Thanks for putting it so eloquently. To me when I hear the word threat, it indicates an immediate response is required where a risk or vulnerability we have time to remediate or lessen the impact. If I have an active insider threat, I need to be monitoring, auditing, intervening, and actively trying to shut it down. If it is just an uninformed executive who might click on a phishing email, then I have time to ensure my user education is improved, to install an anti-phishing product, to have a one-on-one security briefing, etc. Where I live, a hurricane is a threat, but not in November through April, and only when there is a named storm. Which then we usually have days to weeks to prepare. Any user is a threat to do something bad, whether malicious or not, to me an insider threat is something requiring an immediate response. Perhaps insider risk would be a better title.....
One of the reasons I got into this field is that I was appalled by how lightly security would often be taken in organizations I was with before.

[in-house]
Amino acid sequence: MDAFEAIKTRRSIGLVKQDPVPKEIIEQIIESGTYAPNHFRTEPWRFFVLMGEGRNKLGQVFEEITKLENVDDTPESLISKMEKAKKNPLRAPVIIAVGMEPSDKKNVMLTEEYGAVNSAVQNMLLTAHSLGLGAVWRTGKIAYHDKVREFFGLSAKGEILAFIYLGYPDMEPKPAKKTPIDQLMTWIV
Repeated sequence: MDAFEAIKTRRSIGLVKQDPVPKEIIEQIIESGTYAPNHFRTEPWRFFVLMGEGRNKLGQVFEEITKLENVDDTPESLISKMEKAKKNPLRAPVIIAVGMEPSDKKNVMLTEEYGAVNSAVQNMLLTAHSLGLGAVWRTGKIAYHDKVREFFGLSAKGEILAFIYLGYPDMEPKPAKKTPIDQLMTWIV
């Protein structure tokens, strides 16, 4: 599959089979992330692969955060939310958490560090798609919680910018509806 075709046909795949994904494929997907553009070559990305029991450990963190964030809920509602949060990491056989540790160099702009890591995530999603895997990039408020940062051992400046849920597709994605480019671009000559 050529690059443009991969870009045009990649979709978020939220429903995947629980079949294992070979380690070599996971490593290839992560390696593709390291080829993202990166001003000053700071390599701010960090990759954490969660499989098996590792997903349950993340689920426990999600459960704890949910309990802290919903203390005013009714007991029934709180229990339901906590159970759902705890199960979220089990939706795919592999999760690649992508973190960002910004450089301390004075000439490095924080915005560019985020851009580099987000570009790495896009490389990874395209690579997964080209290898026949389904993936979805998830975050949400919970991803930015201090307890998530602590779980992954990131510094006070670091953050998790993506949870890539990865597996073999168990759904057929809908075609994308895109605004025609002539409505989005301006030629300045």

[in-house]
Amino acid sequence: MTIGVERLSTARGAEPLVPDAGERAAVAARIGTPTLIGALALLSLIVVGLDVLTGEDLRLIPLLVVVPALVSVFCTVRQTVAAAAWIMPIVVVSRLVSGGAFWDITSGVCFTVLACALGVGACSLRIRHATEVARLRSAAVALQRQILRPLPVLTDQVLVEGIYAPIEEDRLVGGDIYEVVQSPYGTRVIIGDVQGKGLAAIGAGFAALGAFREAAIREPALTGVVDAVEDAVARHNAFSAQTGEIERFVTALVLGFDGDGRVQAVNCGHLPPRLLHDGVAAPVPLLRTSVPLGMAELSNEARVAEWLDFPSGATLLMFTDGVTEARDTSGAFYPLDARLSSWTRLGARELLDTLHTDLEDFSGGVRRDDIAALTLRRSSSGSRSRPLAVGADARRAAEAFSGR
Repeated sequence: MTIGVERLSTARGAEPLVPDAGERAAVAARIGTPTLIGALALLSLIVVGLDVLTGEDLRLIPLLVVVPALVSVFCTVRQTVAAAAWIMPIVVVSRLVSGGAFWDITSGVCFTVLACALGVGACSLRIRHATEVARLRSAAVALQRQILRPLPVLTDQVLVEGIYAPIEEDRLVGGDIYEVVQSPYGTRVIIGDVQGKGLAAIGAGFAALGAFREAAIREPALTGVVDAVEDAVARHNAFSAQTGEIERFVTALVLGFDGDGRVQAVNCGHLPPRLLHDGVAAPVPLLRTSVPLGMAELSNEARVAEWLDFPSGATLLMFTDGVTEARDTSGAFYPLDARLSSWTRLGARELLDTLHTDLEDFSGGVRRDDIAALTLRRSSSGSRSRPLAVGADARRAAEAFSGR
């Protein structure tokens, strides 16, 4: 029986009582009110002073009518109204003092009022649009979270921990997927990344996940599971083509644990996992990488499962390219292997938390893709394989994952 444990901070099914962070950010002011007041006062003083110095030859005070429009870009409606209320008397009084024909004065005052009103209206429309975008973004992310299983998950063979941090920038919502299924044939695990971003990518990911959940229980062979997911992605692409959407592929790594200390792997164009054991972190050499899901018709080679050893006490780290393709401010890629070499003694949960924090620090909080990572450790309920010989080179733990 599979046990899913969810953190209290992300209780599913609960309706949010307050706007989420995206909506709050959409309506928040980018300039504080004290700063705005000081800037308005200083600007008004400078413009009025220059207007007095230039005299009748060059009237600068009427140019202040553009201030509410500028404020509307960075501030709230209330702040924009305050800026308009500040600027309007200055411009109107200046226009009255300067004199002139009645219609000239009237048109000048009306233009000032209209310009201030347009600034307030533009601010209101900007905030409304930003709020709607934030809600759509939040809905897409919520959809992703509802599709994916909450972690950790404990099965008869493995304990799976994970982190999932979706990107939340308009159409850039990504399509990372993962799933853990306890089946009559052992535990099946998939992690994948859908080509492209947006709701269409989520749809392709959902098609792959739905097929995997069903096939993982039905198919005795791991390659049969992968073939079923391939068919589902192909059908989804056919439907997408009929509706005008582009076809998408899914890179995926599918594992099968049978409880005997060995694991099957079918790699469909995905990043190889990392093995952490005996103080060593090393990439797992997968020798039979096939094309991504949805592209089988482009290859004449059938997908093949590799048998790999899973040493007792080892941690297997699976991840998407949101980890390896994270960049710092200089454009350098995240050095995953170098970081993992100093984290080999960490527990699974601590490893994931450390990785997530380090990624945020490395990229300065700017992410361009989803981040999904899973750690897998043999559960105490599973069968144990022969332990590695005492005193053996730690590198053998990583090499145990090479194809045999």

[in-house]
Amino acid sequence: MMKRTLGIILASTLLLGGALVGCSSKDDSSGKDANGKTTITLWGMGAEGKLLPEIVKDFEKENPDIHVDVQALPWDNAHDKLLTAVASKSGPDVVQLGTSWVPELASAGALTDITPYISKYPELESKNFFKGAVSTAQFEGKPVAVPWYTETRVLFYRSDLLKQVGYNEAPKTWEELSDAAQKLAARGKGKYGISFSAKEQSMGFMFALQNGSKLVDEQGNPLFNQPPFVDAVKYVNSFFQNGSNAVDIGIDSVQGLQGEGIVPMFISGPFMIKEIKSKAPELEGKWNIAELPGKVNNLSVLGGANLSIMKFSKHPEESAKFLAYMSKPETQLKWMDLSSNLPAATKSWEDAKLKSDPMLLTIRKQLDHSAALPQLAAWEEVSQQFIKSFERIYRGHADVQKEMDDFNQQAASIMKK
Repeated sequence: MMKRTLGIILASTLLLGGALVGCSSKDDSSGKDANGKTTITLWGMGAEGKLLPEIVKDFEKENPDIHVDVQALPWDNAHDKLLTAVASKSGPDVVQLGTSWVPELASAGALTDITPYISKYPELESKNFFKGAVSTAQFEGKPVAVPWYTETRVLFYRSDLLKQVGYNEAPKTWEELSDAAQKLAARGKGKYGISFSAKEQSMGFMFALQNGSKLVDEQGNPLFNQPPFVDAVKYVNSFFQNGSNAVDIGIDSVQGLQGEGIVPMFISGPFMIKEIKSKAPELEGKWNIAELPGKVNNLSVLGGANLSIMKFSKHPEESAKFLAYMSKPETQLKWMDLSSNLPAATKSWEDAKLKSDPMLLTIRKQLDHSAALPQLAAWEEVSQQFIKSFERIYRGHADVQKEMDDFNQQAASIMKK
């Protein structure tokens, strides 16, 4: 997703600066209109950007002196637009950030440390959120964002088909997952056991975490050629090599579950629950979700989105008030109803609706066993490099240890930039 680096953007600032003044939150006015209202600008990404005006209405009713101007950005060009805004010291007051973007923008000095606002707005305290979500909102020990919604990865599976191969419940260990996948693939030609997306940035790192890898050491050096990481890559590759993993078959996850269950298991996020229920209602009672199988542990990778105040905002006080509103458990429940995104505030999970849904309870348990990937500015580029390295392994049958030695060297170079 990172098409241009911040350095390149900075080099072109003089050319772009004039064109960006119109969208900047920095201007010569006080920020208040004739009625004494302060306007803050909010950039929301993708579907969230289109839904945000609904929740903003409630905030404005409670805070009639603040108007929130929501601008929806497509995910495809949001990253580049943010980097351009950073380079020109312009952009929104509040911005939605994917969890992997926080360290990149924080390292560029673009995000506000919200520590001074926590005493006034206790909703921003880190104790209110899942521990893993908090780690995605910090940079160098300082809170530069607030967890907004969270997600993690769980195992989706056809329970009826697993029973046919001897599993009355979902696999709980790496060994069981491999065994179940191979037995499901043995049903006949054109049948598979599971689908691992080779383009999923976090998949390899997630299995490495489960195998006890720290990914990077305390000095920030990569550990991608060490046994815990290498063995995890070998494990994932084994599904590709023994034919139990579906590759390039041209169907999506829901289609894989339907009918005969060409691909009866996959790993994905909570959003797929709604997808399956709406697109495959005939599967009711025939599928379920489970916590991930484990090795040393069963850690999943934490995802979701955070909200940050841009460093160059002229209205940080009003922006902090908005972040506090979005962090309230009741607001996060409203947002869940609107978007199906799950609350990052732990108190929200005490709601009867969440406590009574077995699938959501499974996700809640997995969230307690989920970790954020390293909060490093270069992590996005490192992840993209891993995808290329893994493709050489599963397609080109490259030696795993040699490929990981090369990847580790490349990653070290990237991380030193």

2 examples from a single organization, where I was working as a system admin: -
1) A director had a dedicated WiFi channel with full intranet access & unrestricted internet access, of which he'd tend to share the WPA key with whoever visited him --- it would never be changed!
2) The GM once called me to check an issue on his Mac; while I was at it, he excused himself to grab his lunch --- leaving me with full access to his laptop, with the emails & all the info there. (Worse, he didn't bother to log off)
(Most ironic was that this organization got itself certified in ISMS)
Anyways, back to these examples, while I see anything that may compromise IT Security as a threat --- be it malicious or not --- we might consider these as vulnerabilities that have been created, & could potentially be exploited. In the case of 1, an outsider could get access to the internal network to launch an attack or carry out reconnaissance; with 2, the GM's system could be used to send out fake emails, or there may be data leakage / theft.
So the parties that have malicious intentions and take advantage of these vulnerabilities could be seen as the threat actors, rather than the executives themselves.